Soluble to 3 mM in acidic buffer (pH 4.8)
702.6±70.0 °C at 760 mmHg
HS Code Reference
Personal Projective Equipment
For Reference Standard and R&D, Not for Human Use Directly.
provides coniferyl ferulate(CAS#:4368-28-9) MSDS, density, melting point, boiling point, structure, formula, molecular weight etc. Articles of coniferyl ferulate are included as well.>> amp version: coniferyl ferulate
Red-spotted newts, Notophthalmus viridescens, contain tetrodotoxin (TTX) and its analogue 6-epiTTX in variable concentrations. In a follow-up study, newts were sampled from a pond in Pennsylvania, USA, in 2010, 2014, and 2018. Their toxin levels were assayed by liquid-chromatography-fluorescence detection (LC-FLD), and assessment of their infection with endoparasites such as nematodes and helminths was performed by histological examination of internal organs. In the 2010 and 2014 samples, average prevalence of parasite infection was 53 and 60%, respectively, but reached 100% in the 2018 sample, where metacercaria stages of the digenean trematode genus Australapatemon/Apatemon (family: Strigeidae) were predominant causing severe tissue damage in liver and kidney. Mean values of TTX and 6-epiTTX were not significantly different in parasitized or parasite-free newts over the study period, confirming previous findings that host toxicity and parasite load are not negatively correlated. Whereas the role of TTX in defence against predators is undisputed, its efficacy to prevent parasitic infections is less obvious. Toxin-resistance of various metazoan parasites may promote their widespread occurrence in poisonous newts.
6-epiTetrodotoxin; Newt; Notophthalmus viridescens; Parasitic infection; Tetrodotoxin.
Revisited - Failure of tetrodotoxin to protect red-spotted newts, Notophthalmus viridescens, from endoparasites
Dietrich Mebs 1, Mari Yotsu-Yamashita 2, Katharina Hartmann 3, Christine Elbert 3, Richard Zehner 3, Stefan W Toennes 3
2020 Apr 30
A fluorescence aptasensor for the highly specific and sensitive determination of tetrodotoxin was established with tetrodotoxin-aptamer as the recognition unit, berberine as the signal reporter and exonuclease I as the elimination agent for the background. Berberine has a weak fluorescence emission at 540 nm, and it can form the tetrodotoxin-aptamer/berberine complex, resulted in an increased fluorescence. After introducing exonuclease I, it can degrade the single strand oligonucleotides of tetrodotoxin-aptamer into the single nucleotide in the absence of tetrodotoxin, which lead to dramatic fluorescence quenching, and reduce the background signal of sensing system. Once tetrodotoxin is in the presence, tetrodotoxin-aptamer is converted into the stable neck ring conformation, which resists the degradation of exonuclease I and provides a more rigid micro-environment for the excited state of berberine, and then the strong fluorescence is observed. Based on the above properties, an ultrasensitive label-free fluorescence aptasensor for tetrodotoxin is established. The fluorescence aptasensor shows good analytical performance with the linear increase of fluorescence intensity at the tetrodotoxin concentration from 0.030 nM to 6.0 × 103 nM. The detection limit of 11.0 pM is much lower than that of other reported sensor methods.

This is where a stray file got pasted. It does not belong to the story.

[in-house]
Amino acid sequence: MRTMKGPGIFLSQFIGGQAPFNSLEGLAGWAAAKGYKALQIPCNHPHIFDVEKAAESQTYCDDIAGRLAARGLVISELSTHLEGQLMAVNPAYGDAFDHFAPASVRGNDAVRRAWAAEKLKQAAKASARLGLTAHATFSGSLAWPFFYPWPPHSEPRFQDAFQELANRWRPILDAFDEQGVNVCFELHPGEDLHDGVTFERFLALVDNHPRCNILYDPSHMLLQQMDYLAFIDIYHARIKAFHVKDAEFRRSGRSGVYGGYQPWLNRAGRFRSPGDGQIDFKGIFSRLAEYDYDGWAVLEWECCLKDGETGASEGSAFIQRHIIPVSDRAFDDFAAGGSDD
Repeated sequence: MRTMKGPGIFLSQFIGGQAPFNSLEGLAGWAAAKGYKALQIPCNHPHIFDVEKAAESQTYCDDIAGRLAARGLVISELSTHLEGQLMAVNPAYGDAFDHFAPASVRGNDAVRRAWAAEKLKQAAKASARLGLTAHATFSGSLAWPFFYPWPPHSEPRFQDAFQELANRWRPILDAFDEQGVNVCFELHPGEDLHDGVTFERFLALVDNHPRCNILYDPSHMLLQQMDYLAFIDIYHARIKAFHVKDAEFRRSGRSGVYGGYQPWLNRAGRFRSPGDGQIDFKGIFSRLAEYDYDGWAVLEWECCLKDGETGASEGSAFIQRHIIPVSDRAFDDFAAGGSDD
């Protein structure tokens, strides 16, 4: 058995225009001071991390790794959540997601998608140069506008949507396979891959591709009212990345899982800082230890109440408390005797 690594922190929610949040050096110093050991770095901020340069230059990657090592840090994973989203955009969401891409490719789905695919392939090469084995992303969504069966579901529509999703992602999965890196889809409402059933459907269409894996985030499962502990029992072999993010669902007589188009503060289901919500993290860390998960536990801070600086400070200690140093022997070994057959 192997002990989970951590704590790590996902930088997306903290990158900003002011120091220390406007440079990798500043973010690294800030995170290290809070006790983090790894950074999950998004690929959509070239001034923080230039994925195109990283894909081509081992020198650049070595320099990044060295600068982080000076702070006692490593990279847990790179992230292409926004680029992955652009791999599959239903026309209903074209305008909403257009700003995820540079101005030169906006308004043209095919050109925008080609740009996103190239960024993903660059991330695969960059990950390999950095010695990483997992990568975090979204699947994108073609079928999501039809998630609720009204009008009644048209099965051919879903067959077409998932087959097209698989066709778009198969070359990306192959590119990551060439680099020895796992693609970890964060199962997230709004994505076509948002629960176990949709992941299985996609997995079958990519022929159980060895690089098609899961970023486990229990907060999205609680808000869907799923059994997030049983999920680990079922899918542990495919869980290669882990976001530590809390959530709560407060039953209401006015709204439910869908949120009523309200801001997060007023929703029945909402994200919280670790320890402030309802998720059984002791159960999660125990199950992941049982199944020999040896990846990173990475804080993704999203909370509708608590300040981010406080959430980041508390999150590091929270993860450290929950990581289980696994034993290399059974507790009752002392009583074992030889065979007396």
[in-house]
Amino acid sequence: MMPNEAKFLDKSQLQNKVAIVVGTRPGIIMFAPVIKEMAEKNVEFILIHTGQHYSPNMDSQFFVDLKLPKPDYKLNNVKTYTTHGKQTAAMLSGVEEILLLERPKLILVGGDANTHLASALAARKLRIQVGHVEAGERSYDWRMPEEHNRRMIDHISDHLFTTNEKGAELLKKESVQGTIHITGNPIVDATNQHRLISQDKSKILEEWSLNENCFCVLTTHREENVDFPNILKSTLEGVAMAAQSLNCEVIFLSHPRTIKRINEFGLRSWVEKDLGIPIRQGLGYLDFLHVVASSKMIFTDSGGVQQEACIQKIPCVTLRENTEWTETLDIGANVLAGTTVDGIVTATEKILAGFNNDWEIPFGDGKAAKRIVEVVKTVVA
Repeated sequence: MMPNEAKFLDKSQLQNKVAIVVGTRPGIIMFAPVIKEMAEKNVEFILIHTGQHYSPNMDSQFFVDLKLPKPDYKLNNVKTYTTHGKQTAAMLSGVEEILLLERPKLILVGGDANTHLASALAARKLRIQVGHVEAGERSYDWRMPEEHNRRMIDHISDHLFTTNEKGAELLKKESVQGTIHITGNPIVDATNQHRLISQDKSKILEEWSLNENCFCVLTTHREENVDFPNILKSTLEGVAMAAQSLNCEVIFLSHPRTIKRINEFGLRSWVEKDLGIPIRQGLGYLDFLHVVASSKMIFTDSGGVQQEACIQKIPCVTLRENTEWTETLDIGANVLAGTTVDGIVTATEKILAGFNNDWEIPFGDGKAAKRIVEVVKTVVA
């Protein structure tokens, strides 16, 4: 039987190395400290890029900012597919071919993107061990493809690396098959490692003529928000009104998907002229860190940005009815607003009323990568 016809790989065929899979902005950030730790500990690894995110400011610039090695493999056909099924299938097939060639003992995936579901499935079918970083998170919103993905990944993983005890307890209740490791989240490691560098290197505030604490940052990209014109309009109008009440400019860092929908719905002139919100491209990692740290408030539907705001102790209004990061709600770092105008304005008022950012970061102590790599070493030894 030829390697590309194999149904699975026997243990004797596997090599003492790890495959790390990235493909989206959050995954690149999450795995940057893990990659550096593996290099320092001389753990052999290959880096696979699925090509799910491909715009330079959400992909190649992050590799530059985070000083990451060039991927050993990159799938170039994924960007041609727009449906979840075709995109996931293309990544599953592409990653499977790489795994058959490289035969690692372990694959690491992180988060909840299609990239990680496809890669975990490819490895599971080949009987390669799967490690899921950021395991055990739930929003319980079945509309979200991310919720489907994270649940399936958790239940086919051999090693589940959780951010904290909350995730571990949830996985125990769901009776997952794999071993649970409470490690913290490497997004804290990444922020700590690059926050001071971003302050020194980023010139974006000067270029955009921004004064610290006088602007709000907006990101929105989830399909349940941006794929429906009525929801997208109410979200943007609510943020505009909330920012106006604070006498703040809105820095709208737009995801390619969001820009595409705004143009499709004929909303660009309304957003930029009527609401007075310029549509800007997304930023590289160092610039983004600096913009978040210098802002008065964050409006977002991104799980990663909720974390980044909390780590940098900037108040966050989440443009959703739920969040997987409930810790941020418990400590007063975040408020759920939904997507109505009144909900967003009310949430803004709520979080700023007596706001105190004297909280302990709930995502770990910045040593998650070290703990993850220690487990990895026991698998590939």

Exonuclease I; Fluorescence aptasensor; Label-free; Tetrodotoxin.
Exonuclease I-assisted fluorescence aptasensor for tetrodotoxin
Yifeng Lan 1, Guojie Qin 2, Yanli Wei 3, Li Wang 4, Chuan Dong 1
Tetrodotoxin (TTX), a potent neurotoxin, is found in various phylogenetically diverse taxa. In marine environments, the pufferfish is at the top of the food chain among TTX-bearing organisms. The accumulation of TTX in the body of pufferfish appears to be of the food web that begins with bacteria. It is known that toxic pufferfishes possess TTX from the larval/juvenile stage. However, the source of the TTX is unknown because the maternally sourced TTX is extremely small in quantity. Therefore, the TTX has to be obtained from other organisms or directly from the environment. Here, we report evidence that the source of TTX for toxic fish juveniles including the pufferfish (Chelonodon patoca) and the goby (Yongeichthys criniger) is in the food organisms, as seen in their gut contents. Next generation sequencing analysis for the mitochondrial COI gene showed that the majority of the sequence recovered from intestinal contents of these toxic fishes belonged to the flatworm Planocera multitentaculata, a polyclad flatworm containing highly concentrated TTX from the larval stage. PCR specific to P. multitentaculata also showed that DNA encoding the planocerid COI gene was strongly detected in the intestinal contents of the goby and pufferfish juveniles. Additionally, the planocerid specific COI sequence was detected in the environmental seawater collected from the water around the sampling locations for TTX-bearing fish. These results suggest that planocerid larvae are the major TTX supplier for juveniles of TTX-bearing fish species.
Marine toxin; Pufferfish toxin; Tetrodotoxin (TTX); Toxification process; Toxin accumulation.
The planocerid flatworm is a main supplier of toxin to tetrodotoxin-bearing fish juveniles
Shiro Itoi 1, Tatsunori Sato 2, Mitsuki Takei 2, Riko Yamada 2, Ryuya Ogata 2, Hikaru Oyama 2, Shun Teranishi 2, Ayano Kishiki 2, Takenori Wada 2, Kaede Noguchi 2, Misato Abe 2, Taiki Okabe 2, Hiroyuki Akagi 2, Maho Kashitani 2, Rei Suo 2, Tomoko Koito 2, Tomohiro Takatani 3, Osamu Arakawa 3, Haruo Sugita 2